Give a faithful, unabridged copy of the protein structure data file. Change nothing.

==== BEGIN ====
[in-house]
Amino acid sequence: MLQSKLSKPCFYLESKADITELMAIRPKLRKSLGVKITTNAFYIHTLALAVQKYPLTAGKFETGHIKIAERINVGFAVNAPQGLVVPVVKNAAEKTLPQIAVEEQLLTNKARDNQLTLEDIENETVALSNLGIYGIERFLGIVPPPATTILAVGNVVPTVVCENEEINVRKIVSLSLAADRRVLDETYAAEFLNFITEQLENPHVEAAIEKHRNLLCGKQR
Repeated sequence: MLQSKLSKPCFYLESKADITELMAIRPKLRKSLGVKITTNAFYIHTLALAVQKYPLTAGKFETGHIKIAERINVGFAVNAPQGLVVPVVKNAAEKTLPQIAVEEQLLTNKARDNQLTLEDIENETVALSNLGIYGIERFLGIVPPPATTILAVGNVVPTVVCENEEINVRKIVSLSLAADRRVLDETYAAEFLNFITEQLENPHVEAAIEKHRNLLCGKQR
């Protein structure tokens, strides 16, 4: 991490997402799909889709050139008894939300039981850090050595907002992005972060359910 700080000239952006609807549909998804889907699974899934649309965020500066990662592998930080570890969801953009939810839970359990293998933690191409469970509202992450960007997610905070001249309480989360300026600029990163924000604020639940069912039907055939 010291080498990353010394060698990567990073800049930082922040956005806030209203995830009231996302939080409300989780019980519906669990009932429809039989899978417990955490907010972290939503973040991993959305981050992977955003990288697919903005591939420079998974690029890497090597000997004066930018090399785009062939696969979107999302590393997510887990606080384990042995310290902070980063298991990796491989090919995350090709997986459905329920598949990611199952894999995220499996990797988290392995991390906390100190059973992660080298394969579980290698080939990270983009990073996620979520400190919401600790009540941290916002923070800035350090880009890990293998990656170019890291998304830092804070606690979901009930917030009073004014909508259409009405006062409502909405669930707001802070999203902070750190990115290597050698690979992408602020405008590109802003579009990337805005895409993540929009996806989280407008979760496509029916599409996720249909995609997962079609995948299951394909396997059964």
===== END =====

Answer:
[in-house]
Amino acid sequence: MLQSKLSKPCFYLESKADITELMAIRPKLRKSLGVKITTNAFYIHTLALAVQKYPLTAGKFETGHIKIAERINVGFAVNAPQGLVVPVVKNAAEKTLPQIAVEEQLLTNKARDNQLTLEDIENETVALSNLGIYGIERFLGIVPPPATTILAVGNVVPTVVCENEEINVRKIVSLSLAADRRVLDETYAAEFLNFITEQLENPHVEAAIEKHRNLLCGKQR
Repeated sequence: MLQSKLSKPCFYLESKADITELMAIRPKLRKSLGVKITTNAFYIHTLALAVQKYPLTAGKFETGHIKIAERINVGFAVNAPQGLVVPVVKNAAEKTLPQIAVEEQLLTNKARDNQLTLEDIENETVALSNLGIYGIERFLGIVPPPATTILAVGNVVPTVVCENEEINVRKIVSLSLAADRRVLDETYAAEFLNFITEQLENPHVEAAIEKHRNLLCGKQR
């Protein structure tokens, strides 16, 4: 991490997402799909889709050139008894939300039981850090050595907002992005972060359910 700080000239952006609807549909998804889907699974899934649309965020500066990662592998930080570890969801953009939810839970359990293998933690191409469970509202992450960007997610905070001249309480989360300026600029990163924000604020639940069912039907055939 010291080498990353010394060698990567990073800049930082922040956005806030209203995830009231996302939080409300989780019980519906669990009932429809039989899978417990955490907010972290939503973040991993959305981050992977955003990288697919903005591939420079998974690029890497090597000997004066930018090399785009062939696969979107999302590393997510887990606080384990042995310290902070980063298991990796491989090919995350090709997986459905329920598949990611199952894999995220499996990797988290392995991390906390100190059973992660080298394969579980290698080939990270983009990073996620979520400190919401600790009540941290916002923070800035350090880009890990293998990656170019890291998304830092804070606690979901009930917030009073004014909508259409009405006062409502909405669930707001802070999203902070750190990115290597050698690979992408602020405008590109802003579009990337805005895409993540929009996806989280407008979760496509029916599409996720249909995609997962079609995948299951394909396997059964």